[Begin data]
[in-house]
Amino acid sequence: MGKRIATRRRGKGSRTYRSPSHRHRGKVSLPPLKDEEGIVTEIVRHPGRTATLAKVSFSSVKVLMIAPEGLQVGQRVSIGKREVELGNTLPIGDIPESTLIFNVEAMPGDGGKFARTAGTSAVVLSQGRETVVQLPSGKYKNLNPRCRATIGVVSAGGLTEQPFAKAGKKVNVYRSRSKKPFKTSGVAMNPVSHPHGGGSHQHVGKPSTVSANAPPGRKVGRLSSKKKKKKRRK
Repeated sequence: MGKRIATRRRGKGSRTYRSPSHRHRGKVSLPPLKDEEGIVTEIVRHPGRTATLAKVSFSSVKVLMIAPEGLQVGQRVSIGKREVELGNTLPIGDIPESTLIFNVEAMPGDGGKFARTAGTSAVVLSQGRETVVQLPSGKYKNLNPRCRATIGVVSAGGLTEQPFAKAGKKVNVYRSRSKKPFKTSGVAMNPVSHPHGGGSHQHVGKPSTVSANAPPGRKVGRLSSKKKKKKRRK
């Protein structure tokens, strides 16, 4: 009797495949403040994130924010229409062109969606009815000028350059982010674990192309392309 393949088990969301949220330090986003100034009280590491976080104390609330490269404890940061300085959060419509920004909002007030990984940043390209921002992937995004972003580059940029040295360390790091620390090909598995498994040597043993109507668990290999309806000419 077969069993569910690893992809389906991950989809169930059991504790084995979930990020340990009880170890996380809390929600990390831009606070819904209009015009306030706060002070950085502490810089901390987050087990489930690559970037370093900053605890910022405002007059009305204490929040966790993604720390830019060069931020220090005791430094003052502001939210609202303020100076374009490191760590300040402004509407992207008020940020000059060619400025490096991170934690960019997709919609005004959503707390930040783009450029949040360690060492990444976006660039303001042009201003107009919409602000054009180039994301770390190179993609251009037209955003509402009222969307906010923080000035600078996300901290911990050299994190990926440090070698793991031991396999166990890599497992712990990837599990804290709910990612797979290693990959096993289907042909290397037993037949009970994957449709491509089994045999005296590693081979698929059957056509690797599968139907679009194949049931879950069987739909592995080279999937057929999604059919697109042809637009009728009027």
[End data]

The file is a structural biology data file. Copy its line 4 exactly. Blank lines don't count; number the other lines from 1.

């Protein structure tokens, strides 16, 4: 009797495949403040994130924010229409062109969606009815000028350059982010674990192309392309 393949088990969301949220330090986003100034009280590491976080104390609330490269404890940061300085959060419509920004909002007030990984940043390209921002992937995004972003580059940029040295360390790091620390090909598995498994040597043993109507668990290999309806000419 077969069993569910690893992809389906991950989809169930059991504790084995979930990020340990009880170890996380809390929600990390831009606070819904209009015009306030706060002070950085502490810089901390987050087990489930690559970037370093900053605890910022405002007059009305204490929040966790993604720390830019060069931020220090005791430094003052502001939210609202303020100076374009490191760590300040402004509407992207008020940020000059060619400025490096991170934690960019997709919609005004959503707390930040783009450029949040360690060492990444976006660039303001042009201003107009919409602000054009180039994301770390190179993609251009037209955003509402009222969307906010923080000035600078996300901290911990050299994190990926440090070698793991031991396999166990890599497992712990990837599990804290709910990612797979290693990959096993289907042909290397037993037949009970994957449709491509089994045999005296590693081979698929059957056509690797599968139907679009194949049931879950069987739909592995080279999937057929999604059919697109042809637009009728009027």